PE: Profile Designing with CSS[deviantART related]
Want to learn how to make your page not just nice or pretty, but spectacular, unique, and all-around awesome? This article covers the newest stage in the evolution of profile design: Profile CSS.
Please keep in mind that this article is only for Premium Members who are not beginners to profile design. If this is your first time trying your hand at customizing your profile page, you'll probably find the following articles more helpful than this one.
Why use CSS?
Although setting up and learning to code CSS for your profile can be a hassle, there are a great deal of benefits to using CSS instead of only HTML:
Fonts: CSS allows for almost complete control over font styles, colors, and sizes (only limitation is that fonts must be Web Safe fonts or Google Fonts). HTML on DA is limited to only a certain n
PE: Profile Presentation: Tips and TricksProfile Presentation: Tips and Tricks
Your profile page can say quite a bit about what kind of person you are, and having a well-designed profile page will help ensure that your visitors leave with a good impression of you and your work. And if you do a remarkably fabulous job at designing your profile, people will not only be impressed, but they will also keep coming back to take another look. In this article, I will go over some useful tips and tricks for making your profile look professional but also personalized!
This article is mostly directed towards Premium Members, but non-Premium members can still use some of these concepts to personalize their page.
In addition, for those who are new to profile decoration, I highly suggest reading my Decorating Your Profile tutorial first, as it goes over important basics of profile decoration.
Basic Design Concepts
Before we get started,
PE: A Guide to Gallery CSSA Guide to Gallery CSS
Learn the basics of Gallery CSS with this easy-to-follow guide!
In this tutorial, we'll cover:
Adding gallery CSSCoding gallery skinsSome useful resources
Adding Gallery CSS
First of all, some important facts about Gallery Skins:
Only Premium Members are allowed to add CSS to their galleriesSkins can be added to both the Gallery and the FavoritesSkins can only be added to the Gallery folders and Favorites collections (shown in the sidebar) but not the main page itself
Step 1: Click on one of your Gallery or Favorites folders in the sidebar.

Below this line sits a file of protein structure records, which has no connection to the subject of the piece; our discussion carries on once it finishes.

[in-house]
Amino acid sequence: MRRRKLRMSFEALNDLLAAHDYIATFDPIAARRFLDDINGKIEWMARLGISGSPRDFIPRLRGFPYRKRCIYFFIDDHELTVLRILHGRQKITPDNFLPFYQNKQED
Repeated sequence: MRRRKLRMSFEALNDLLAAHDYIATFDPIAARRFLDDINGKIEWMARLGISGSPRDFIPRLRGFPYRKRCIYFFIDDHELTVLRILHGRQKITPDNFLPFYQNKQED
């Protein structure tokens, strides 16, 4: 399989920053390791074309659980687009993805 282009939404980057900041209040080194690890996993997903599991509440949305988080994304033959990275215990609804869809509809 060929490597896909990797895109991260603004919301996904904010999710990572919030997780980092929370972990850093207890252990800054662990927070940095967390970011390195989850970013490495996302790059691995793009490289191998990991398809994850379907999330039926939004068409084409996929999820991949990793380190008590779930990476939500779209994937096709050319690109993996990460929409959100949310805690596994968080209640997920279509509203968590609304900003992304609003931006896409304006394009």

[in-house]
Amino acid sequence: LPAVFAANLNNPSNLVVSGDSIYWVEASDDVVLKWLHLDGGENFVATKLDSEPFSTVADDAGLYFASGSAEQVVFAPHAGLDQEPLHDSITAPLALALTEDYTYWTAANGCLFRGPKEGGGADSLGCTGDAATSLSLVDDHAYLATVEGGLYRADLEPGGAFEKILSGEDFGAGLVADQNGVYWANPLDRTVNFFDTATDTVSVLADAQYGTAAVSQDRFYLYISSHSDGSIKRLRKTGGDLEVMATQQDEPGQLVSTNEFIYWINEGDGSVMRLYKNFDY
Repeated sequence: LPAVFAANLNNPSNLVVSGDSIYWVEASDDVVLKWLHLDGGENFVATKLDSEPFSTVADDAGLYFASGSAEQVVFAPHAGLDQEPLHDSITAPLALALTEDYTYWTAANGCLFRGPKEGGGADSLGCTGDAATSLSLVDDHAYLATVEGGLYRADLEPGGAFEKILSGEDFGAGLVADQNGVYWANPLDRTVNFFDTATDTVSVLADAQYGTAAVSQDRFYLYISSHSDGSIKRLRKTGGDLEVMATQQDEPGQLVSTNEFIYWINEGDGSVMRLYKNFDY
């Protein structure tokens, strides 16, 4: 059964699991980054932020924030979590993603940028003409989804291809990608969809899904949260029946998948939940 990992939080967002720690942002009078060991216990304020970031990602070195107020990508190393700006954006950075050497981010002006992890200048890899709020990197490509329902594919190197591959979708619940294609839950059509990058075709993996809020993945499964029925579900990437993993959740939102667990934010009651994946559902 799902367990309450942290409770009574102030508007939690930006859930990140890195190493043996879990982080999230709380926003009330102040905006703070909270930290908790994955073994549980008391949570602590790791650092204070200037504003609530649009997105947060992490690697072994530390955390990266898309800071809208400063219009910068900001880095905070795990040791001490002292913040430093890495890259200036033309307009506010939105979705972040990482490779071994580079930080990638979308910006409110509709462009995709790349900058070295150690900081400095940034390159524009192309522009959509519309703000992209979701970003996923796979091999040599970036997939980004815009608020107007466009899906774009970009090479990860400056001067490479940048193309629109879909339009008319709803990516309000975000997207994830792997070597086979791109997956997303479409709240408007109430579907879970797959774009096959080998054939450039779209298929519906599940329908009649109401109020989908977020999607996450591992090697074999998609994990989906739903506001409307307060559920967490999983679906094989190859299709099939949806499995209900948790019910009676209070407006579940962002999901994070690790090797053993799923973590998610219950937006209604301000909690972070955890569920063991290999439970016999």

Step 2: Click the button called "Folder Options" or "Collection Options."
This button is located at the top right
PE: Quick Guide to Google AnalyticsThis article will be an overview of some of what I personally find to be the most interesting features that are now available to Premium Members through Google Analytics. If you have not yet set up Google Analytics on your profile or do not know what it is, please see the following journals made by dA Staff:
Real-Time > Overview shows statistics of current visitors. While this page is interesting to look at ("Hey look, someone from Alaska is visiting my page right now!"), most people probably won't have enough live visitors at one point to find this page particularly useful.
The first page I always check is the Audience > Overview page which gives a nice, condensed summary of some of the most important statistics of the site.
Basic Terms Explained:
Visits: Number of times peop
PE: Shading EmotesShading Emotes
'Ello there! If you've been on any social media site, you most likely in one form or another have used an emoticon. An emoticon is an icon that expresses emotion. Such as
Emotes are an easy way to express yourself and I'm going to teach you how to shade some.
Almost all emotes are sized to be 15x15 (unless you are making a larger one; tutorial by IceXDragon described here). You can use lots of programs to make them. I use MS Paint to make my emotes because I believe it's the easiest to control but you can use whatever you like.
An emote's outline will look like this (You can use it if you want. ) :
Here's what it looks like at a bigger scale.
Emotes should look circular like the one above. I would recommend this size for all emotes at a standard size level. At this stage, I like to mess with the emote to see what k
Hints and Tips #1Hello and welcome to the first instalments of 'Hints & Tips' and
I hope these short and simple Tutorials will help boost and
inspire YOU to learn and create your own works in the many
forms and mediums that you may work in.
SO... The first Hint/Tip is -
FIXING WARPED FINISHED WATERCOLOUR PAINTING
(lumpy or uneven surface)
1- The warped painting
2 - Turn the painting around and cover the back
with plenty of water from corner to corner
3- Place in a large hardback book between blank pages
4- Close the book and place something heavy on it and wait
30 to 50 minutes so that the pages absorb the moisture
5- You open the book and the painting is flat
=to show that it doesn't remove paint, here is the finished piece=
I hope this helps
Let's code! Background PropertiesIntroduction
Custom shapes and images are an integral part of any journal skin. They can include buttons, icons, header backgrounds, dividers, textures - sometimes the whole design is one big, sliced image artwork with a text area so one can rightly call it a journal skin. Other times the custom image usage is low or non-existent, and you wouldn't believe how coders make their skins rock anyway (or because). In this Let's code! I'm going to address the different background properties and their values.
1. The Background Property: Structure
+ a nifty tip
1.6 Shorthand Form
1. The Background Property: Structure